In this case, Plaintiff argues that the Court should accept the allegations in the operative Complaint as true for purposes of the present motion because Dilworth "verified the pending complaint." (Pl.'s Mem. Law. Opp'n Defs.' Mot. Summ. J. ("Pl.'s Opp'n Mem.") (Docket No. 462) 2). Where an affidavit is unsworn, however, it must comply with the requirements of Title 28, United States Code, Section 1746, see LeBoeuf, Lamb, Greene & MacRae, L.L.P. v. Worsham, 185 F.3d 61, 65 (2d Cir. 1999), which requires, among other things, the signature of the affiant, see 28 U.S.C. § 1746; see also, e.g., Silverman v. Miranda, 918 F.Supp.2d 200, 218 (S.D.N.Y. 2013) ("In substance, [Section 1746] mandates that a declaration executed within the United States certify that the contents is (1) true and correct; (2) offered under penalty of perjury; (3) dated; and (4) signed. " (emphasis added)). Here, the unsworn "verified complaint" is not signed, and the Court therefore cannot rely on it in resolving the instant motion. The complaint contains the character "/s" in lieu of the signatures of Plaintiff and Patricia Dilworth, but that character may substitute as a signature only for an attorney filing a document via the Electronic Case Filing system. See SDNY Electronic Case Filing Rules & Instructions § 13.14 ("The filing attorney may sign a document using a digital image of his or her signature or by placing an "s/" before his or her typed name."), available at /ecf/ECF%20Rules%20Revision%20031714.pdf; see also Silverman, 918 F.Supp.2d at 218 n.18 (declining to consider declarations submitted by non-attorneys in opposition to a motion for summary judgment where the declarations contained the character "/s/" in lieu of an actual signature). "Signatures for all other persons (clients, witnesses, etc.) must be scanned in order to capture the actual ink signature." SDNY Electronic Case Filing Rules & Instructions § 13.14. Accordingly, the Court will not accept as true the allegations in the operative Complaint.[2]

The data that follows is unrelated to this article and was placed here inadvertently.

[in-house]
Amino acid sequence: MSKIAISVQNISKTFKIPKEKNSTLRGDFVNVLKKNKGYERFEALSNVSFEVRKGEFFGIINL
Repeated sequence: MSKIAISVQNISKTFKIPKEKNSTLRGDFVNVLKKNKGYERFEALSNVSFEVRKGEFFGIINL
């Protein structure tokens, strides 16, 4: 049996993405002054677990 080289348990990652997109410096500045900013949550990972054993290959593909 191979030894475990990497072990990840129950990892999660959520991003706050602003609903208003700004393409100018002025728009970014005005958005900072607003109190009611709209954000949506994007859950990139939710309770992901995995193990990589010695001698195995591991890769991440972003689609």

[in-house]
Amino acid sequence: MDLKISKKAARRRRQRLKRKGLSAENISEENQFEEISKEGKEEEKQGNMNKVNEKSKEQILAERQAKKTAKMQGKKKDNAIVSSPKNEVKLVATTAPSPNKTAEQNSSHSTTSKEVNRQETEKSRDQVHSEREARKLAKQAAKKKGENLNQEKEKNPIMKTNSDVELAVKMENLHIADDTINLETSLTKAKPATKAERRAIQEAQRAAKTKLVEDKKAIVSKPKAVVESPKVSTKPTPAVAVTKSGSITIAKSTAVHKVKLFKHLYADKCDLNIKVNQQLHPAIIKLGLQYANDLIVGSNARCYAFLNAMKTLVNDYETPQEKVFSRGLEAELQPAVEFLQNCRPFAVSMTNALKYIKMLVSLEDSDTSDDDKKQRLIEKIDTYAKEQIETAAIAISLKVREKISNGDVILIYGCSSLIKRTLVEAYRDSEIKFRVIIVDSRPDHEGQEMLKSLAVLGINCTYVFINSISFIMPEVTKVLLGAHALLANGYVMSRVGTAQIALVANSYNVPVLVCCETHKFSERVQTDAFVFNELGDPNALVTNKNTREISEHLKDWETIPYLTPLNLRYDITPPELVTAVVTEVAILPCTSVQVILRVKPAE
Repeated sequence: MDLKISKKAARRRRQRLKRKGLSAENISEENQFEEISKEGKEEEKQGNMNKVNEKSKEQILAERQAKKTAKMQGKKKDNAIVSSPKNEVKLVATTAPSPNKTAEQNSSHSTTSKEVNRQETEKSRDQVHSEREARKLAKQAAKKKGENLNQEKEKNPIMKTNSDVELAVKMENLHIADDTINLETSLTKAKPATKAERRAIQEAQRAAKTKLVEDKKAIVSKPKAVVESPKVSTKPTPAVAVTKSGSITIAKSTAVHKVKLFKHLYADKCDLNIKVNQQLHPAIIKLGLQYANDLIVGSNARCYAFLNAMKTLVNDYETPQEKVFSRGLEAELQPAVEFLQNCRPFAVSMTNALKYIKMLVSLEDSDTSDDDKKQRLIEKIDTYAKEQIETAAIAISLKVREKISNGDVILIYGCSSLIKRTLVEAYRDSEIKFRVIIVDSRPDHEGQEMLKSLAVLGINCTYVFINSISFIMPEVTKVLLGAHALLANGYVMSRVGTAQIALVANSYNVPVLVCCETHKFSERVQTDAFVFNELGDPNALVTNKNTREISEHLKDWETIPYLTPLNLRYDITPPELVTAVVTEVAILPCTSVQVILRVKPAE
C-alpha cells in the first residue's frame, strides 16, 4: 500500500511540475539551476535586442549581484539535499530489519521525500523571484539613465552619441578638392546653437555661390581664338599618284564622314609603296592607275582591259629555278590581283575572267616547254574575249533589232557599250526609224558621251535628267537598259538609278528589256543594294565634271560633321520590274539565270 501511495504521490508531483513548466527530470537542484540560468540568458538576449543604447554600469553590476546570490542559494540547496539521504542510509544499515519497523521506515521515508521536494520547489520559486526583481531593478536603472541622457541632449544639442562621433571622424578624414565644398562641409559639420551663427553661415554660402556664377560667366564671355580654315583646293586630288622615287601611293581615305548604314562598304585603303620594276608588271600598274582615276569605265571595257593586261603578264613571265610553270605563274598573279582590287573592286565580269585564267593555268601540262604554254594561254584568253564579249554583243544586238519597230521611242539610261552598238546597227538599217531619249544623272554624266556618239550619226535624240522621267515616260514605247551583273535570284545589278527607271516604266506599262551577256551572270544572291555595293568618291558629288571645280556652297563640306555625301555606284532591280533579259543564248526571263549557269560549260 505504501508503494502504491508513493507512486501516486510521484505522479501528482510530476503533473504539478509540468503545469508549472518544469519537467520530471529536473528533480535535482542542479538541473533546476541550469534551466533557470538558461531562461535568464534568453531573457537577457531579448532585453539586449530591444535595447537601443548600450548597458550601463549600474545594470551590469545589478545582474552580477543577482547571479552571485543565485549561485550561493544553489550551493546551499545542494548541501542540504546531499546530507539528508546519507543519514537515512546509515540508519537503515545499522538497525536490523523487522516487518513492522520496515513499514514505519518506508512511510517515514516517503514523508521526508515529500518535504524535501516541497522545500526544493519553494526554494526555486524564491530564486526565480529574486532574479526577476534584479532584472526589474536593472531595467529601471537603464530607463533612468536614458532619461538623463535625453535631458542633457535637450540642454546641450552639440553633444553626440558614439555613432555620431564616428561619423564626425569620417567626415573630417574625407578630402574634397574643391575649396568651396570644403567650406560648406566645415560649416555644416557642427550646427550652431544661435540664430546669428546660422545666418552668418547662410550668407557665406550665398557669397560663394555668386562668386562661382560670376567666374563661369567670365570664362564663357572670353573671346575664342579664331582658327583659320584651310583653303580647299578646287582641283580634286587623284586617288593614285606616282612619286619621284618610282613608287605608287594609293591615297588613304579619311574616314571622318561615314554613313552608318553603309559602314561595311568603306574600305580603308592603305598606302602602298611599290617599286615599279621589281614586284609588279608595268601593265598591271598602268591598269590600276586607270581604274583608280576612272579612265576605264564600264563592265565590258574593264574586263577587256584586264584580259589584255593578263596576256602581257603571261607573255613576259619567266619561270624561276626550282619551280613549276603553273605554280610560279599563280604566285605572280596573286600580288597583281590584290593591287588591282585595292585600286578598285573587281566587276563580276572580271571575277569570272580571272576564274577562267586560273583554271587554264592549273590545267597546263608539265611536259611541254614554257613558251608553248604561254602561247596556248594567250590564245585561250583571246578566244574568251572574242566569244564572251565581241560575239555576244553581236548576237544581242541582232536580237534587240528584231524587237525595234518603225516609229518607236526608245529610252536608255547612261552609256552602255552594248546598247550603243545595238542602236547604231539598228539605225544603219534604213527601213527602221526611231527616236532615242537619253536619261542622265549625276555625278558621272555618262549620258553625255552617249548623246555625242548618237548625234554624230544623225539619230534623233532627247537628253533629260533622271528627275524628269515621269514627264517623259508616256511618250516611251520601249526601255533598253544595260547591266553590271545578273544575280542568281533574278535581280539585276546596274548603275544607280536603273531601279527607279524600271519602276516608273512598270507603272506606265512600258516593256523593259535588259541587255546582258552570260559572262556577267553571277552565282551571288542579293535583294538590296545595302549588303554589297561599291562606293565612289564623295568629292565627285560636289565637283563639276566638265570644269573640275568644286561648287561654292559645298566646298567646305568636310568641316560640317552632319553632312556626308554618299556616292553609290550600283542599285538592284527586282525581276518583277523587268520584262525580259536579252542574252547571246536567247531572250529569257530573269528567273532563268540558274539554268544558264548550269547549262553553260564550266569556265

The following summary of the facts, therefore, is based only on admissible evidence - primarily, Plaintiff's deposition testimony and other documents submitted by Defendants - and not on the operative Complaint. Plaintiff was arrested in July 2008 "for narcotics, " and subsequently detained at the WCJ. (Statement Material Facts Pursuant Local Rule 56.1 Submitted Supp. Defs.' Mot. Summ. J. ("Defs.' Rule 56.1 Statement") (Docket No. 441), Ex. Q ("Dilworth Dep.") 20:8-16). He was released from the WCJ at some point between July and October 2008, but in early October 2008, he was arrested again, and brought back to the WCJ. (Dilworth Dep. 20:18-21:5; 22:22-25). Plaintiff was released from the WCJ at some point in September 2009. (Dilworth Dep. 32:19-23).